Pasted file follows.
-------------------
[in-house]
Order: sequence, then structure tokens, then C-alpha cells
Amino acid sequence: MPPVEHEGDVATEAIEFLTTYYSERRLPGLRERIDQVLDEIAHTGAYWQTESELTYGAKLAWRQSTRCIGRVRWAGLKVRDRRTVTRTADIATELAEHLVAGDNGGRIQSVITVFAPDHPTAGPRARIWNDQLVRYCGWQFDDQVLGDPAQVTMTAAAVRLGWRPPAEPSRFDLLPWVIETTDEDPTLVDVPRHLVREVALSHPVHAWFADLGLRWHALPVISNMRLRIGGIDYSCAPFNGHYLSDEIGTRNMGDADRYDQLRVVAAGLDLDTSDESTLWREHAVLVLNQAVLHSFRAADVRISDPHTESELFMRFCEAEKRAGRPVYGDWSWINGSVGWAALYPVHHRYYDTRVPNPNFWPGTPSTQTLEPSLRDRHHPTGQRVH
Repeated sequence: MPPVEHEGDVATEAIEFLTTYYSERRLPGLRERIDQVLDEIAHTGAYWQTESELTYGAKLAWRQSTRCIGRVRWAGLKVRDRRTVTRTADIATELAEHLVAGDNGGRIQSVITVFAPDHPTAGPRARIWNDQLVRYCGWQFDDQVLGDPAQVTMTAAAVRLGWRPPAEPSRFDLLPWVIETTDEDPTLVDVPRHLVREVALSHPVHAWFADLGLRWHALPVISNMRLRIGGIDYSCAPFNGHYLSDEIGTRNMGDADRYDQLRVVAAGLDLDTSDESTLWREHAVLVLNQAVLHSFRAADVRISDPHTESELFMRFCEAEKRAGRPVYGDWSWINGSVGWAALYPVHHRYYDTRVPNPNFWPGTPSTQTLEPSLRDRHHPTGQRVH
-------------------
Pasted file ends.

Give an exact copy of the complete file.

[in-house]
Order: sequence, then structure tokens, then C-alpha cells
Amino acid sequence: MPPVEHEGDVATEAIEFLTTYYSERRLPGLRERIDQVLDEIAHTGAYWQTESELTYGAKLAWRQSTRCIGRVRWAGLKVRDRRTVTRTADIATELAEHLVAGDNGGRIQSVITVFAPDHPTAGPRARIWNDQLVRYCGWQFDDQVLGDPAQVTMTAAAVRLGWRPPAEPSRFDLLPWVIETTDEDPTLVDVPRHLVREVALSHPVHAWFADLGLRWHALPVISNMRLRIGGIDYSCAPFNGHYLSDEIGTRNMGDADRYDQLRVVAAGLDLDTSDESTLWREHAVLVLNQAVLHSFRAADVRISDPHTESELFMRFCEAEKRAGRPVYGDWSWINGSVGWAALYPVHHRYYDTRVPNPNFWPGTPSTQTLEPSLRDRHHPTGQRVH
Repeated sequence: MPPVEHEGDVATEAIEFLTTYYSERRLPGLRERIDQVLDEIAHTGAYWQTESELTYGAKLAWRQSTRCIGRVRWAGLKVRDRRTVTRTADIATELAEHLVAGDNGGRIQSVITVFAPDHPTAGPRARIWNDQLVRYCGWQFDDQVLGDPAQVTMTAAAVRLGWRPPAEPSRFDLLPWVIETTDEDPTLVDVPRHLVREVALSHPVHAWFADLGLRWHALPVISNMRLRIGGIDYSCAPFNGHYLSDEIGTRNMGDADRYDQLRVVAAGLDLDTSDESTLWREHAVLVLNQAVLHSFRAADVRISDPHTESELFMRFCEAEKRAGRPVYGDWSWINGSVGWAALYPVHHRYYDTRVPNPNFWPGTPSTQTLEPSLRDRHHPTGQRVH